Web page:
The Petrel had been brought into SAMREC by a concerned citizen after picking it up on the Maitlands Beach. Dehydrated and hungry the Petrel found warmth and comfort at the SAMREC rehabilitaion centre. Two weeks of fattening up on chicken necks – apparently the scavenger refused to eat pilchards and the budget couldn’t stretch to steak so a compromise was reached and chicken necks became the daily diet.
Ian Gray picked a point 2.5 nautical miles offshore for the release and we motored out in a flat calm sea with barely a breeze to speak off. In the balmy conditions Rescua 6 Alpha practised rough water handling in the wake of Rescue 6 whilst we consumed 41 litres of diesel per hour at a steady 18 knots. Past the Bell Buoy and just outside Algoa Bay the swell picked up and the wind began to blow. I was transferred to Rescue 6 Alpha to record this momentous occasion.
Jared lifted the Giant Northern Petrel out of his/her cage – the sex is undetermined – and gently lowered the passenger into the water off of the stern of Rescue 6 and then we waited for the Petrel to take flight. For a while we thought that maybe Jared had given the Petrel too much of a farewell meal as he/she seemed quite happy to bob on the briny. One short test flight proved to us that all was working well. A pair of Skua’s landed on the water next to the Petrel – lucky for them the Petrel was not hungry as Petrel’s are opportunistic feeders who have been known to kill an albatross.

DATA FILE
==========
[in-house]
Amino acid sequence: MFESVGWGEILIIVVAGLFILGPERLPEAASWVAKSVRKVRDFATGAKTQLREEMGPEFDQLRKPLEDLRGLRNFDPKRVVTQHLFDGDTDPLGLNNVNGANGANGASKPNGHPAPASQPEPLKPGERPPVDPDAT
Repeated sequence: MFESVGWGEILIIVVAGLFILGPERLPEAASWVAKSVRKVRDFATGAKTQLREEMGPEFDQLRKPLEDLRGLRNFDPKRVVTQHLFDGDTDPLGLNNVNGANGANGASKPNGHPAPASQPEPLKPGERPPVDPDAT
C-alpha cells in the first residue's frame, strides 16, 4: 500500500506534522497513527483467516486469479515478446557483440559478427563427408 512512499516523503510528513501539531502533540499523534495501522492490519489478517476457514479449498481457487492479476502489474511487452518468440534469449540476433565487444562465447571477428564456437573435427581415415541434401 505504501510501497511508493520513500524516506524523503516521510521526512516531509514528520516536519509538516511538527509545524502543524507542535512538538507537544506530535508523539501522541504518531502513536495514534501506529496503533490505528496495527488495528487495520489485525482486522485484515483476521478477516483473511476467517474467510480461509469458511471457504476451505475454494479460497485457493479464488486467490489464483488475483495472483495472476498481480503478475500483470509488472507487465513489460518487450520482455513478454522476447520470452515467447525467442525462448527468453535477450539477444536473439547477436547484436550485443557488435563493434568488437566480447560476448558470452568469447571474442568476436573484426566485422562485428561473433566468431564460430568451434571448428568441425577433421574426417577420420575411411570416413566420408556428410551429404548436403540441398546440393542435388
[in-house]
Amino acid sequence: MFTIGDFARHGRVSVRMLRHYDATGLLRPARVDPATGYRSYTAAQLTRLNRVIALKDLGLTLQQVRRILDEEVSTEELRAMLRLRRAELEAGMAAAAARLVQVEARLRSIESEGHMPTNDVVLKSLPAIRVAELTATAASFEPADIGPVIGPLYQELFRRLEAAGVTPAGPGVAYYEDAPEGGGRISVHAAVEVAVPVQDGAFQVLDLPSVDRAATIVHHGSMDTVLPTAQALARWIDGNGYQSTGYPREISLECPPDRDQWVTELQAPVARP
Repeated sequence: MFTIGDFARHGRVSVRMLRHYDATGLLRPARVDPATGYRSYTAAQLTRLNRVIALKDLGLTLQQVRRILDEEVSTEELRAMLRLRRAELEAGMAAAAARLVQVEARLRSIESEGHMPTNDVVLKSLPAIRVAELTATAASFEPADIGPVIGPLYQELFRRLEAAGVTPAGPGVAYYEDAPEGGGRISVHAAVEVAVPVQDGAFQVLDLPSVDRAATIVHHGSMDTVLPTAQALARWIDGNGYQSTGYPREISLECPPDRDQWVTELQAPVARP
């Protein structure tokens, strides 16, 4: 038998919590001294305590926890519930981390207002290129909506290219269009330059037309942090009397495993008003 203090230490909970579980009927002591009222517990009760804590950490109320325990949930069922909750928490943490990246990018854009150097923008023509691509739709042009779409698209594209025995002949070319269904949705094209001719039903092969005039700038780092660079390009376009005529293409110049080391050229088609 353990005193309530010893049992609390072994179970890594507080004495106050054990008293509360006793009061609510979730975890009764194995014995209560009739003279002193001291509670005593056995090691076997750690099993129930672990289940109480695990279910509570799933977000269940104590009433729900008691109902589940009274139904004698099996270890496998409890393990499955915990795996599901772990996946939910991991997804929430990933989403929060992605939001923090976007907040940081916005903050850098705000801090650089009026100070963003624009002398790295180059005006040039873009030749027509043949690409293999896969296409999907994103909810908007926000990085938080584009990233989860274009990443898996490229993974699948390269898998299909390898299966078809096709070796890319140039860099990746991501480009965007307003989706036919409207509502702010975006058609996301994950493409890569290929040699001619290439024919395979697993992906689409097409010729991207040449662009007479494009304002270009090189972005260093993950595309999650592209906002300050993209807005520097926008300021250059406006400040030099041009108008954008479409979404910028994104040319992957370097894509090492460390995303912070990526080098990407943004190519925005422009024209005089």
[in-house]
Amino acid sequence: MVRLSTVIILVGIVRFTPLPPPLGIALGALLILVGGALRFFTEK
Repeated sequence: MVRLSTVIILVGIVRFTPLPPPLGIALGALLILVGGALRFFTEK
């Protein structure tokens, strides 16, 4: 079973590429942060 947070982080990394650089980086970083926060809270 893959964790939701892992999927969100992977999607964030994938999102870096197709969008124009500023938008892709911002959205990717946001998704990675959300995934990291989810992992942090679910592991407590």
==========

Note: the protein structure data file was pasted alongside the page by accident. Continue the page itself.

The final flight of the Petrel happened soon after as it took off across the bow of Rescue 6, swooped towards Port Elizabeth in the distance, turned back for one last flight over Rescue 6 Alpha and then headed in a North Easterly Direction towards Bird Island.
I found myself finding the answer to; “Why do we spend so much money on rescuing birds and animals?” If we didn’t make such a fuss then other people would not be aware of the need to protect our planet, thereby contributing to the rapid decimation of many species.
Rescue 6a at speed
Giant Northern Petrel
Giant Northern Petrel takes off across the bow of NSRI Rescue 6
The Giant Northern Petrel swoops over Rescue 6 Alpha
On the trip back to the harbour we had Skuas effortlessly keeping up with us at Twenty Knots
Rescue 6A with Port Elizabeth in the background
It is quite difficult to tell the two species of Giant Petrel apart. The Northern Giant Petrel can be differentiated from the similar coloured Southern Giant Petrel by the top of the bill, which on the southern is green. The Northern Giant Petrel averages 90cm in length. Its plumage consists of grey-brown body with lighter coloured forehead, sides of face, and chin. Its bill is between 90–105mm long and is pinkish yellow with a brown tip, and its eyes are grey. The juvenile of this species is completely dark brown and lightens as it ages.
The Giant Petrel, is a large seabird of the southern oceans. The Northern Giant Petrel’s habitat is further north than their counterpart the Southern Giant Petrel. Petrel refers to Saint Peter from the story of him walking on water, which refers to how they run on top of the water as they are getting airborne.
The Northern Giant Petrel feeds mainly on carrion from penguins and pinniped, as well as krill, offal, cephalopods, and discarded fish and waste from ships. During breeding season, males eat more carrion than females with the females feeding on pelagic sources.
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